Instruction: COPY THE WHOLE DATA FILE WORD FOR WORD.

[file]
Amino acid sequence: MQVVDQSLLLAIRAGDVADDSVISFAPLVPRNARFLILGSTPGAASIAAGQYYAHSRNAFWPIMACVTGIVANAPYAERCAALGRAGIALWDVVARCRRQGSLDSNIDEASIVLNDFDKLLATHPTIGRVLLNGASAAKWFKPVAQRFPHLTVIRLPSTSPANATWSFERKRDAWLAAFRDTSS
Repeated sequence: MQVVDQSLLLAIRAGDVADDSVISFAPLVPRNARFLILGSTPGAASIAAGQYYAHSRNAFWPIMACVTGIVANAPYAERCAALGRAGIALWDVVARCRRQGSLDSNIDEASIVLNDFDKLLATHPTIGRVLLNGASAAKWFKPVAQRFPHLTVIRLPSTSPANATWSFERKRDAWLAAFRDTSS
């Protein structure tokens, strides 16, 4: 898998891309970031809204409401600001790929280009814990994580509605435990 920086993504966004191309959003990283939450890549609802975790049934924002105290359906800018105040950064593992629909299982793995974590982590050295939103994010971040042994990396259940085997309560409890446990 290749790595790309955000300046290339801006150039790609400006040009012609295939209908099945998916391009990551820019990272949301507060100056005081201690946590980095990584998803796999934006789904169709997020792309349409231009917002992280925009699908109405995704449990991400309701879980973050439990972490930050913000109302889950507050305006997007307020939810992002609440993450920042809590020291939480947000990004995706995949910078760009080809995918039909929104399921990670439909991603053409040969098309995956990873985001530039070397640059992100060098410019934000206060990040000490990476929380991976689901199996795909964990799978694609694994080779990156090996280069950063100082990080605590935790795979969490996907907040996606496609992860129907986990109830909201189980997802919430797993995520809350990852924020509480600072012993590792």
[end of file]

Amino acid sequence: MQVVDQSLLLAIRAGDVADDSVISFAPLVPRNARFLILGSTPGAASIAAGQYYAHSRNAFWPIMACVTGIVANAPYAERCAALGRAGIALWDVVARCRRQGSLDSNIDEASIVLNDFDKLLATHPTIGRVLLNGASAAKWFKPVAQRFPHLTVIRLPSTSPANATWSFERKRDAWLAAFRDTSS
Repeated sequence: MQVVDQSLLLAIRAGDVADDSVISFAPLVPRNARFLILGSTPGAASIAAGQYYAHSRNAFWPIMACVTGIVANAPYAERCAALGRAGIALWDVVARCRRQGSLDSNIDEASIVLNDFDKLLATHPTIGRVLLNGASAAKWFKPVAQRFPHLTVIRLPSTSPANATWSFERKRDAWLAAFRDTSS
């Protein structure tokens, strides 16, 4: 898998891309970031809204409401600001790929280009814990994580509605435990 920086993504966004191309959003990283939450890549609802975790049934924002105290359906800018105040950064593992629909299982793995974590982590050295939103994010971040042994990396259940085997309560409890446990 290749790595790309955000300046290339801006150039790609400006040009012609295939209908099945998916391009990551820019990272949301507060100056005081201690946590980095990584998803796999934006789904169709997020792309349409231009917002992280925009699908109405995704449990991400309701879980973050439990972490930050913000109302889950507050305006997007307020939810992002609440993450920042809590020291939480947000990004995706995949910078760009080809995918039909929104399921990670439909991603053409040969098309995956990873985001530039070397640059992100060098410019934000206060990040000490990476929380991976689901199996795909964990799978694609694994080779990156090996280069950063100082990080605590935790795979969490996907907040996606496609992860129907986990109830909201189980997802919430797993995520809350990852924020509480600072012993590792």